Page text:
In this Sept. 12, 2012 file photo, President Barack Obama, accompanied by then-Secretary of State Hillary Rodham Clinton, speaks in the Rose Garden of the White House in Washington. Rather than keeping him at arm’s length, Hillary Rodham Clinton is embracing President Barack Obama _ sometimes even literally. As she prepares for another presidential campaign, Clinton has aligned herself with Obama far more than she has disagreed with him. She had been expected to separate herself from the president to avoid appearing as though she’d simply carry out his third term. (AP Photo/Manuel Balce Ceneta, File)
FILE - In this June 24, 2015 file photo Vice President Joe Biden and President Barack Obama speak in the East Room of the White House in Washington. President Barack Obama is the man in the middle as his vice president weighs challenging his former secretary of state for the 2016 Democratic nomination. While Obama would officially stay neutral in a Biden-Clinton face-off, the contest would essentially be a fight over which of his closest advisers is the rightful heir to his legacy. (AP Photo/Evan Vucci, File)
(AP Photo/Evan Vucci, File)

Perry Bacon Jr. and Alex Seitz-Wald

WASHINGTON (NBC News) – The African-American vote, usually an afterthought until after the Iowa and New Hampshire primaries, is now one of the biggest factors in the Democratic primary.

The campaigns of both Hillary Clinton and Vermont Sen. Bernie Sanders see the support of blacks as crucial to their paths to the nomination, and the potential entrance of Vice President Biden looms as a huge unknown, as Biden would also aggressively compete in heavily-black areas if he becomes a candidate.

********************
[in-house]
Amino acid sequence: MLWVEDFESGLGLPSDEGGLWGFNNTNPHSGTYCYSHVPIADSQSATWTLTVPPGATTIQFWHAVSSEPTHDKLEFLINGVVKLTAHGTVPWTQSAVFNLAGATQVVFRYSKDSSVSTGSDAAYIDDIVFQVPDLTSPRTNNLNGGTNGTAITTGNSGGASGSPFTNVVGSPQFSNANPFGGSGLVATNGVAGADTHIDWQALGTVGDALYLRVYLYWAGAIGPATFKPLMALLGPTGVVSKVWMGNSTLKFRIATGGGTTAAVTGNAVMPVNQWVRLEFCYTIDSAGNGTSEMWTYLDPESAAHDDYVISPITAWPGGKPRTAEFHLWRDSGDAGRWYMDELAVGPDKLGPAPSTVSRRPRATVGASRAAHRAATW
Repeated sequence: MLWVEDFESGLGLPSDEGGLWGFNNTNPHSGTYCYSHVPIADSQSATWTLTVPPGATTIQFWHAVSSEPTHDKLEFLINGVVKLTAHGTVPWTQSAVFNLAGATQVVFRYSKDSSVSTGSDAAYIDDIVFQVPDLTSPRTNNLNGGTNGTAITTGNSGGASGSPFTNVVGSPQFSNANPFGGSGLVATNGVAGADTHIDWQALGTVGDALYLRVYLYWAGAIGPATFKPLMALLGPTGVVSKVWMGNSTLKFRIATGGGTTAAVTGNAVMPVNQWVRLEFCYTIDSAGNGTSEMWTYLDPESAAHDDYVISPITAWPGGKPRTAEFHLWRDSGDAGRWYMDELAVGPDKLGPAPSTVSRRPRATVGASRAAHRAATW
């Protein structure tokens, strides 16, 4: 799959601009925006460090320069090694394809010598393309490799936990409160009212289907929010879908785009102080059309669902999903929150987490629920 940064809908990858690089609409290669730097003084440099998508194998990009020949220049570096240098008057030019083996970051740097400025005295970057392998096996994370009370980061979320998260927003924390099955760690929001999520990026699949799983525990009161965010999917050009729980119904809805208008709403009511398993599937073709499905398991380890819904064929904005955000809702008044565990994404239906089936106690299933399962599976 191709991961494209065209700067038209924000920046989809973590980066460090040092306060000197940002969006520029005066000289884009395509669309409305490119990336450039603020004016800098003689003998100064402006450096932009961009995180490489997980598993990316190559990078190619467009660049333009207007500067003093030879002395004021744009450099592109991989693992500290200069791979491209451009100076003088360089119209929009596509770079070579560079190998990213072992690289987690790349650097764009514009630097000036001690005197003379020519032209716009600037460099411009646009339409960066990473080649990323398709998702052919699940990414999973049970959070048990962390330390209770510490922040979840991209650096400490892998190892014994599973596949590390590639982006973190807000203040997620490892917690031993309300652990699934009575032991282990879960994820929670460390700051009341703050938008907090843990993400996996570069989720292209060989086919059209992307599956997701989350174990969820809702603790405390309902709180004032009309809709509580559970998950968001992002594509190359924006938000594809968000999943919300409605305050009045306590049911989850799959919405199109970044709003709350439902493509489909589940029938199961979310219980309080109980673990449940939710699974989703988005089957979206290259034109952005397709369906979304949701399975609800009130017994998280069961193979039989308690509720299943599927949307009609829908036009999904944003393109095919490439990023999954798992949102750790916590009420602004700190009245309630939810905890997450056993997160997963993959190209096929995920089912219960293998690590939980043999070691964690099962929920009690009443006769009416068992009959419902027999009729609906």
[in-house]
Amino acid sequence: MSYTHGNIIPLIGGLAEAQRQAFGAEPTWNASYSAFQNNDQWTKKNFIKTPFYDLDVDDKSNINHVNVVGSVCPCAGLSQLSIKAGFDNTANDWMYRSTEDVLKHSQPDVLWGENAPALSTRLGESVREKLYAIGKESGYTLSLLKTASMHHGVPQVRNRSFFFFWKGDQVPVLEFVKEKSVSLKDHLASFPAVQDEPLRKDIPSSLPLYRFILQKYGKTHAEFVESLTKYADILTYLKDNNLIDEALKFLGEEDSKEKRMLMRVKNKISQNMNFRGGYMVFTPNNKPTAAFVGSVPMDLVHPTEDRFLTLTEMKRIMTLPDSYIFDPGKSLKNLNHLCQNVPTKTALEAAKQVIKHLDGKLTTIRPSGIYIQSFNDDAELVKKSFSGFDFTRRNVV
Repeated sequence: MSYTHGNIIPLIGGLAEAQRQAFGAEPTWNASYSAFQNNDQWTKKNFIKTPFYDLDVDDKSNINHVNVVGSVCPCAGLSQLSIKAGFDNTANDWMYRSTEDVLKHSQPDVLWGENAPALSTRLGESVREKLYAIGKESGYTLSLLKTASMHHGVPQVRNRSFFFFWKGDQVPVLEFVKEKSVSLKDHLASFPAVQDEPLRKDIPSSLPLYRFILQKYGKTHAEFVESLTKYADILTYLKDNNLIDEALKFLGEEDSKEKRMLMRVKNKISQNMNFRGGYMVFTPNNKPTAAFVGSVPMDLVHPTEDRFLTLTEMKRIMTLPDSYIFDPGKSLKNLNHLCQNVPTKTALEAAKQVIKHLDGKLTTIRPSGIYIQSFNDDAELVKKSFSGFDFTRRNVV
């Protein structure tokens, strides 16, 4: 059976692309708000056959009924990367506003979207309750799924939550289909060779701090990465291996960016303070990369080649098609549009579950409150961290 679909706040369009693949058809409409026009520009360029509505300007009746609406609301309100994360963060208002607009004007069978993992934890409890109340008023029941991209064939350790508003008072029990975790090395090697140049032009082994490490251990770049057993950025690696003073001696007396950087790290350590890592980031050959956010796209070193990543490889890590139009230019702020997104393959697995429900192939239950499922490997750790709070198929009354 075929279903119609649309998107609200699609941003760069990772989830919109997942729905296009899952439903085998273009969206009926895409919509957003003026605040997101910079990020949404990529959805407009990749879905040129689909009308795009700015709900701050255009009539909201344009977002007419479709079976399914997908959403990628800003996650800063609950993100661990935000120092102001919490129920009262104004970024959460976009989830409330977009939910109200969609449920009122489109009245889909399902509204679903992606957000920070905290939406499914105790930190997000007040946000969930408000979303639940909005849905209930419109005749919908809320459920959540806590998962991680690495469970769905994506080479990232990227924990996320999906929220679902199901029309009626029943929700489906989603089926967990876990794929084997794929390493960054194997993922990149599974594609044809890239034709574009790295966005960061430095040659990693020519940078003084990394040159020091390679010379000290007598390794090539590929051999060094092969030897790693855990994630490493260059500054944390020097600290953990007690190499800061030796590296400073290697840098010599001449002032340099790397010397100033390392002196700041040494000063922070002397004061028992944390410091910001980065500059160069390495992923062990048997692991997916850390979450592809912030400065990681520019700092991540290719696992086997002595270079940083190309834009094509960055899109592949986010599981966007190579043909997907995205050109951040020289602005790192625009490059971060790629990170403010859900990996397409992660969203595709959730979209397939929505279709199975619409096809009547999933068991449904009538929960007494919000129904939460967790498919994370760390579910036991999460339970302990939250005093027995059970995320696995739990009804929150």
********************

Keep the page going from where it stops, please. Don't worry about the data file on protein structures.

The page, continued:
Having already surged in Iowa and New Hampshire because of his support from white liberals, Sanders is trying hard to appeal to African-Americans and rebut the idea that he is a candidate with a narrow, white-only support base. Clinton’s aides, acknowledging the rise of Sanders, are reassuring her nervous supporters by emphasizing the former secretary of state’s huge lead over Sanders among black and Hispanic voters, who are a larger part of the electorate after Iowa and New Hampshire.

And Clinton is taking steps to shore up that support among African-Americans. The former secretary of state did an interview on Friday with American Urban Radio, then will fly on Saturday from New Hampshire to Washington, D.C. to host a reception for those attending the Congressional Black Caucus’s annual conference.

On Monday, Clinton will campaign in Louisiana and Arkansas, which hold primaries in March 2016, after the early votes in states like Iowa, New Hampshire and South Carolina. In 2008, about half of the voters in the Louisiana Democratic primary were black.

Asked in an interview Thursday by CNN about Sanders’ rise in polls in Iowa and New Hampshire, Clinton defended her performance in those states, but added, “we’re moving on to the states that come after.”



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